There are two kinds of papers we keep see constantly in A Farewell to Arms.
This kind: I had his papers in my pocket and would write his family (30.67). – Identification documents, military documents, and the like.
And this kind: I went over there afternoons and afterwards stopped at a café and had a drink and read the papers (19.1). – Newspapers that report on the state of the war.
The first kind of papers relate to the identities of the people who possess them. If you have papers saying you are wounded and need to rest, then rest you will have. If you are out wandering around and you don’t have the papers to show you have permission to do so, you get arrested. Unless, like Frederic, you have a U.S. passport, and can row like crazy to neutral Switzerland. If, like Aymo in our example above, somebody else has your papers, you are probably dead. This is important to understanding how the identities of the characters (and of all of us) in the novel are defined and redefined, to themselves and others, by the papers they carry.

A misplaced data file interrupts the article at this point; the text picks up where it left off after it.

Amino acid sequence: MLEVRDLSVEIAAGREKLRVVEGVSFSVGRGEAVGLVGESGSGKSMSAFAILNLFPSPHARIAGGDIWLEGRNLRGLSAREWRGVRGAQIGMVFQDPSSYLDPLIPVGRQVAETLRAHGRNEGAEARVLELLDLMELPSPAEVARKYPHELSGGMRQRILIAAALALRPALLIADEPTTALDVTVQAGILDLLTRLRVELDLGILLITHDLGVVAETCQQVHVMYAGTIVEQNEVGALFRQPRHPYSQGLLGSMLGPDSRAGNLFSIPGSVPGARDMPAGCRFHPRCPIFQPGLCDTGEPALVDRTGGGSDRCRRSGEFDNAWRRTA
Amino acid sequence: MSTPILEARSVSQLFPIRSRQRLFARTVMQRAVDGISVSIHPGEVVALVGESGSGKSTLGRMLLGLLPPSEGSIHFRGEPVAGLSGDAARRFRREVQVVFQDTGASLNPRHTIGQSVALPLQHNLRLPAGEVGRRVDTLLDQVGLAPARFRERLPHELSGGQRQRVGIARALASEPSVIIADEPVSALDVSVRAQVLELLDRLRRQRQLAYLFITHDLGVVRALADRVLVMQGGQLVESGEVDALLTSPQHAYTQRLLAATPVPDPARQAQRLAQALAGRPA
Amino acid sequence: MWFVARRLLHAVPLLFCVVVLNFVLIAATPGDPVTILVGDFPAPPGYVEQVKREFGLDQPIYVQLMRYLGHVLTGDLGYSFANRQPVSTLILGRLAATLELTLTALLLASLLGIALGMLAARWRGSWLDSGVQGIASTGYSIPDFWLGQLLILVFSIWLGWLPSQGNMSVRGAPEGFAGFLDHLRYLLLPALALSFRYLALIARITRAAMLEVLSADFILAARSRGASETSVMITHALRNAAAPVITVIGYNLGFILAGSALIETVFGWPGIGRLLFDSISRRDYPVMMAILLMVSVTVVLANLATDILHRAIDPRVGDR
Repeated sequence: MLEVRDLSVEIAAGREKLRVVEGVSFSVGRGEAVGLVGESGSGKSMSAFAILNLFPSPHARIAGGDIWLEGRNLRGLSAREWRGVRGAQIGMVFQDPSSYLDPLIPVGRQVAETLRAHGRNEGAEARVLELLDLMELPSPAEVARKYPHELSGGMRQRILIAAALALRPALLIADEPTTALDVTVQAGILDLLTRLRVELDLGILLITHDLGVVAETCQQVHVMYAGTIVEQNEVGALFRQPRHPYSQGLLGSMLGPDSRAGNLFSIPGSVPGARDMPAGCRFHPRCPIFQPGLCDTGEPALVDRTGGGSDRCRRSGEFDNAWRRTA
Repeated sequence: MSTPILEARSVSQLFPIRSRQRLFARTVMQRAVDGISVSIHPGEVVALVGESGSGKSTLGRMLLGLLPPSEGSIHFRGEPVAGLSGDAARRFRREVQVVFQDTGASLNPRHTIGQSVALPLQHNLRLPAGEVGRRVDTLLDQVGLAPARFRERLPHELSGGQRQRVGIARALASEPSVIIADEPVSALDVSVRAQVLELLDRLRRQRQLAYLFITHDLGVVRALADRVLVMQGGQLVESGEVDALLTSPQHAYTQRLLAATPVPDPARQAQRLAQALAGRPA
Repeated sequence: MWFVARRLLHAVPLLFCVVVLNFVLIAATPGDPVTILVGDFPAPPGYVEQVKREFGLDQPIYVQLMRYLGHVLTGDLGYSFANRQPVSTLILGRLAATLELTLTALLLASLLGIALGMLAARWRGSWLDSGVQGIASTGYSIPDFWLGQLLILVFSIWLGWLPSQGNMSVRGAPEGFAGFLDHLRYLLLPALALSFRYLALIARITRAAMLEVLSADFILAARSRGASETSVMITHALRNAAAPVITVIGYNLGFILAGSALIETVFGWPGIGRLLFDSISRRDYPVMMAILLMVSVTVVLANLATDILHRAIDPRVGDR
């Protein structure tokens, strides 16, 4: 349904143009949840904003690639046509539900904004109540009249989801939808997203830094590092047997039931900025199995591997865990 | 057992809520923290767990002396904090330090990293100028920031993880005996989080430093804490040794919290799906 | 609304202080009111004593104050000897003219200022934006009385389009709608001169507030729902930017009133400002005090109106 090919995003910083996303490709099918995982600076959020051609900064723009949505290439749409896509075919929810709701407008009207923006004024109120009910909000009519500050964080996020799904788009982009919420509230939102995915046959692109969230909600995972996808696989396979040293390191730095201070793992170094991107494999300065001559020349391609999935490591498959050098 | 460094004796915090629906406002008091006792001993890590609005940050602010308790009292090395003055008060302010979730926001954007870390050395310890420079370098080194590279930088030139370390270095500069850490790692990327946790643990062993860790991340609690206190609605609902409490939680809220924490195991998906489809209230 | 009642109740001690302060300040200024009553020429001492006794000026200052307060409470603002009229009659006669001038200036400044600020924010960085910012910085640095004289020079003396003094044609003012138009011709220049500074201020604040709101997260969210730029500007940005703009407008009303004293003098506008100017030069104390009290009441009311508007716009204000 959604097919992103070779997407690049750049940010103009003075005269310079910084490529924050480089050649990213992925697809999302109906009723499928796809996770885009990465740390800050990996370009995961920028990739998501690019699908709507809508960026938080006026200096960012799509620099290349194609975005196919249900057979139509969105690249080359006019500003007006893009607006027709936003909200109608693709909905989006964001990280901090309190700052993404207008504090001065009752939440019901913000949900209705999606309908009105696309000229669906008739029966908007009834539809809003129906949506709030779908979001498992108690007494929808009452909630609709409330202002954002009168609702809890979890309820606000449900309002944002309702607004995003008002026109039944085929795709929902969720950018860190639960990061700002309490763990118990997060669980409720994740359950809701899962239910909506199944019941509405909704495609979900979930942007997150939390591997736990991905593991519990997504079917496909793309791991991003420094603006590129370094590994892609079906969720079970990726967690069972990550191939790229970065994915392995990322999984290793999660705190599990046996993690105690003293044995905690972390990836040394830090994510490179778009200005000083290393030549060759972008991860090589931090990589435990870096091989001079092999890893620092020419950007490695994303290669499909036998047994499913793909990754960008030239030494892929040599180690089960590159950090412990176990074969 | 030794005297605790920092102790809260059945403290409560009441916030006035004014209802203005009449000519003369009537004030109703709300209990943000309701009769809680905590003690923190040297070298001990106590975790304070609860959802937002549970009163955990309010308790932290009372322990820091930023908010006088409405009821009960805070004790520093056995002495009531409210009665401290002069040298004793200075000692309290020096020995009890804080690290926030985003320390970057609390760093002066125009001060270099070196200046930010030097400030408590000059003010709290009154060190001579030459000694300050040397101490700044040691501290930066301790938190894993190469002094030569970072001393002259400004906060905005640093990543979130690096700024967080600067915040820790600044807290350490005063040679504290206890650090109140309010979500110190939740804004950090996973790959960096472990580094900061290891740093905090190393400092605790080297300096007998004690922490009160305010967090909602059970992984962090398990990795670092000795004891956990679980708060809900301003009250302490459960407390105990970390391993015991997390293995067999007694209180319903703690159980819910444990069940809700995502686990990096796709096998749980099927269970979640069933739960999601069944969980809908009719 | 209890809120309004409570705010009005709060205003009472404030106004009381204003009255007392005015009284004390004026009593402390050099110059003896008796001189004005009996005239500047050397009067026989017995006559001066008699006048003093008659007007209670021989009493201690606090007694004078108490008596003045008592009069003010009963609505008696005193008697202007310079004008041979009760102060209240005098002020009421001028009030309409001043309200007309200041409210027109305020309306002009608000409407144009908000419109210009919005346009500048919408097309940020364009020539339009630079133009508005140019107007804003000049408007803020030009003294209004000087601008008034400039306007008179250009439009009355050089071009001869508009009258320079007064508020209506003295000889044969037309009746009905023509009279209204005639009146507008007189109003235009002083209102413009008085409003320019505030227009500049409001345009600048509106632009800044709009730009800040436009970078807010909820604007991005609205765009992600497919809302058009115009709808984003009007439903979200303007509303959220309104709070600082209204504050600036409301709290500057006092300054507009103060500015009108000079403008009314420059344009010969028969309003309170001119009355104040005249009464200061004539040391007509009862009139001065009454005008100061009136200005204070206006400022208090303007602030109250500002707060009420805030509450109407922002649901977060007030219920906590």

If you are searching for meta-fictional elements in A Farewell to Arms, look no further than the newspapers Frederic is constantly reading. As we discuss in the novel’s "Overview," while the historical events Frederic narrates were actually occurring, eighteen-year-old Ernest Hemingway was reading about them in the papers, and working as a fledgling journalist for…you guess it, a newspaper, the Kansas City Star. Frederic doesn’t do any writing that we can see in the novel, but when he reads the papers, he becomes a symbol of a part of Hemingway’s writing process.